Penny Kittle, a world-renowned teacher and literacy expert, once put into words what I think most English teachers are thinking, but not saying:
“Do the math. I just don’t have the time.”
In her narrative essay, “Do the Math,” Kittle describes a day of school. She begins in her bustling classroom, filled to the brim with her students, for which she cares deeply. A child discovers her father is diagnosed with cancer. Seeking comfort, she talks to Kittle. Desperate to help, Kittle listens with a tissue box while keeping an eye on the clock.
The tyranny of the clock begins.
Kittle teaches her four blocks of English—a little short of 100 students—and then shuts her office door to plan her lessons, find mentor texts her students will love, create graphic organizers to break these masterpieces into understandable chunks.
Then the marking starts.
For each of the 100 papers Kittle reads, she does a thorough job, reading once for content flow and again for the writer’s purpose. She red-inks the paper with helpful comments. And then she notices, in between classes, a newspaper.
The newspaper makes her mad.
A columnist complains about “lazy” English teachers. If these lazy teachers rolled up their sleeves and assigned an essay per student per week and read each paper and gave feedback, the columnist reasons, the literacy and writing crisis would be over! Too bad lazy teachers stand in the way!
Kittle likes the idea of one essay per student per week.
But then she does the math.
If Kittle assigns one essay per student per week and marks each essay, how many minutes, outside of her 50-hour work week (partly in the classroom, in meetings, coaching), will Kittle spend marking over the weekend?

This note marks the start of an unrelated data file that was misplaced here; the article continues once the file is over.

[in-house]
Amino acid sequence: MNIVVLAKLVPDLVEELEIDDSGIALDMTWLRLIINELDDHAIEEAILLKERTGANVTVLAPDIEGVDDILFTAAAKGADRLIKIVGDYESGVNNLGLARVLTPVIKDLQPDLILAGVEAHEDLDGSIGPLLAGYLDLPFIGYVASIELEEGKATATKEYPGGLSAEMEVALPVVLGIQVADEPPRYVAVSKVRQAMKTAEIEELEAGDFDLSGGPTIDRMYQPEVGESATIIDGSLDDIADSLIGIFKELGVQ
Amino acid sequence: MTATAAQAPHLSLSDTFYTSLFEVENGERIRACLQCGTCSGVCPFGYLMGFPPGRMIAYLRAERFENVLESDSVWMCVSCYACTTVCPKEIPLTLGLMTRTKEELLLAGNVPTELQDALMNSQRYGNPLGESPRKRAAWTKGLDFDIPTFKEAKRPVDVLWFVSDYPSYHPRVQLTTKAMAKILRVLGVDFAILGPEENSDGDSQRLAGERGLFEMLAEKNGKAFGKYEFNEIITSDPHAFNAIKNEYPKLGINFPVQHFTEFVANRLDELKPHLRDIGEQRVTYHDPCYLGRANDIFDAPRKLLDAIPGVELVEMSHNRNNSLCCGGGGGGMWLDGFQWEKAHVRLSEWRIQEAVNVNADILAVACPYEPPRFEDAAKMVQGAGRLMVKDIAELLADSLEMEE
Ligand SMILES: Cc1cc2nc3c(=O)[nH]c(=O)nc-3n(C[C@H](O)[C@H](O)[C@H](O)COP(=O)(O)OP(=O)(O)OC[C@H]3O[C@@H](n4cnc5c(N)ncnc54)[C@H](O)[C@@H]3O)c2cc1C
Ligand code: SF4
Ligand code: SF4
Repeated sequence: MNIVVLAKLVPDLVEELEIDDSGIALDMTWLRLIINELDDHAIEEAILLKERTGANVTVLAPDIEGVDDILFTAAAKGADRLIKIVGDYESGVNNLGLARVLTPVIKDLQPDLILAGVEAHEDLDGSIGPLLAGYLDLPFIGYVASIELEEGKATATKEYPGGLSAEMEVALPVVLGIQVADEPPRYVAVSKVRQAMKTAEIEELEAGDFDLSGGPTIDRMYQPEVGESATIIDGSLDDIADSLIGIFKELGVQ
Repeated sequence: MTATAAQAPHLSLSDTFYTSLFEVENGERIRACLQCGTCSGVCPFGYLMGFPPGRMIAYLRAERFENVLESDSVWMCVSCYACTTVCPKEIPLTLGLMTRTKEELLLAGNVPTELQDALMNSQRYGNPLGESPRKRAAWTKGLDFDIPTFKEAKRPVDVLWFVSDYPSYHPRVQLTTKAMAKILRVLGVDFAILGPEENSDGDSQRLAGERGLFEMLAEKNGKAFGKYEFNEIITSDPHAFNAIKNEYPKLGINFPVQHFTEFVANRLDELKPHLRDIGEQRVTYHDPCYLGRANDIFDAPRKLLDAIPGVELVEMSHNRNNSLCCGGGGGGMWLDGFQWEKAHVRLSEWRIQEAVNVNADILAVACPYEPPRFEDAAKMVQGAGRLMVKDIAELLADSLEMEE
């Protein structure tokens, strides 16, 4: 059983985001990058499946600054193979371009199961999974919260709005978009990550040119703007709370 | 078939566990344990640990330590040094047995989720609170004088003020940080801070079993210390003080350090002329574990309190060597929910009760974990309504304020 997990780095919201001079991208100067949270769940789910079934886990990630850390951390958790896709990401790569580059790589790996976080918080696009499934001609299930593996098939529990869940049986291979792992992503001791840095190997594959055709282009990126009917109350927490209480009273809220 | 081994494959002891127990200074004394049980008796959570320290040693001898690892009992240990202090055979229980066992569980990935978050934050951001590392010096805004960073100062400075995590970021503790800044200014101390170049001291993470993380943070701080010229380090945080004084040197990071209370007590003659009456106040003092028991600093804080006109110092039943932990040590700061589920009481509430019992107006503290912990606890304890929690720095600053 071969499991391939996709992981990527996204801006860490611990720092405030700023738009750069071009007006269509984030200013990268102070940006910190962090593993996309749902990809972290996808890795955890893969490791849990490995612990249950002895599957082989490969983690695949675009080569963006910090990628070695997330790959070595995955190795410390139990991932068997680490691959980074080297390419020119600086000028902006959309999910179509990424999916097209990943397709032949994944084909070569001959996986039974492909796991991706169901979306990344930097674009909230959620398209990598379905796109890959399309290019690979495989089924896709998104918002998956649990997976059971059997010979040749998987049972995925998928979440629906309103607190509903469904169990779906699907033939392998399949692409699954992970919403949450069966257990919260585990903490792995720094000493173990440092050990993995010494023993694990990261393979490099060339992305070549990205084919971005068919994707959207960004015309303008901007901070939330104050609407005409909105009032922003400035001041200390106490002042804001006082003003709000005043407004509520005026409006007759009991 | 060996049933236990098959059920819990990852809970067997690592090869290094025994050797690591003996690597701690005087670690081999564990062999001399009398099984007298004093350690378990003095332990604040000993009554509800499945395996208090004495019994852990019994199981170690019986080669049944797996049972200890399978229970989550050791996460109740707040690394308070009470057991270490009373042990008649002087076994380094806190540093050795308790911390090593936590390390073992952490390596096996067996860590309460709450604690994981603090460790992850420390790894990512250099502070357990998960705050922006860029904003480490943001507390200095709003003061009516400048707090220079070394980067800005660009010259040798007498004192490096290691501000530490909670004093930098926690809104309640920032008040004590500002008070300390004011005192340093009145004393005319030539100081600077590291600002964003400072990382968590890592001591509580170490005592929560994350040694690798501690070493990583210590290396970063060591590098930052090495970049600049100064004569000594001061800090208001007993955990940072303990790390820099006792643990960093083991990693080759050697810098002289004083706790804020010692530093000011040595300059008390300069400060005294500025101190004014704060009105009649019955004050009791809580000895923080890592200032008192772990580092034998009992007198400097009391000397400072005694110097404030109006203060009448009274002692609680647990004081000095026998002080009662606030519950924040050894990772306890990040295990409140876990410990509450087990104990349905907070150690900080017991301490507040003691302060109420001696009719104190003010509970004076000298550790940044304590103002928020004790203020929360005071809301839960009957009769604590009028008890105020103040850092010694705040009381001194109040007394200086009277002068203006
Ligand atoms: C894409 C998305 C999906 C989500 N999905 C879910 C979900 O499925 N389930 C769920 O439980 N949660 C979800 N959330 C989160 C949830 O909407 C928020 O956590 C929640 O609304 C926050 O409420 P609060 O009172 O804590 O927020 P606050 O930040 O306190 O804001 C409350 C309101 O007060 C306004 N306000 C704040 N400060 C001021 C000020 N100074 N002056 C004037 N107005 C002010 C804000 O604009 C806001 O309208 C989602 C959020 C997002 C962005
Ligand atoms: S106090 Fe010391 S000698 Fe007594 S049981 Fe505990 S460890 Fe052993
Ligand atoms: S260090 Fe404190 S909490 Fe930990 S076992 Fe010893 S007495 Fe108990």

Answer: With four classes of 24 students, Kittle has 96 students in her care.
If it takes a minimum of 10 minutes to read and comment on each essay, then she will spend 960 minutes that week reading and commenting on essays.
That is a total of 16 additional hours, or 4 hours per class.
Suddenly, Kittle’s work week has gone from 50 hours a week to 64.
Suddenly, Kittle sacrifices her weekend to marking.
Is there another way?
In “Do the Math” Kittle expresses honestly the frustration of English teachers everywhere. We want to help our students. We know they need more writing practice. We want to offer them feedback. But we also want to live our lives.
Luckily, there is a better way.
The Wisdom of Mike Schmoker
In “Write More, Mark Less,” former teacher, administrator, and consultant Mike Schmoker outlines the three biggest problems with English writing assignments and marking:
1) Overload- We grade for too many things. We overwhelm students.
2) Infrequency- Because grading takes so much time, we limit the writing assignments, to our students’ detriment. Practice does make perfect.
3) Delay- Because grading takes so much time, we hand out work back to our students too late for the commentary to be meaningful.
Schmoker’s recommendations for writing instruction, which I personally follow, include:
1) Frequent writing assignments to develop writing skills.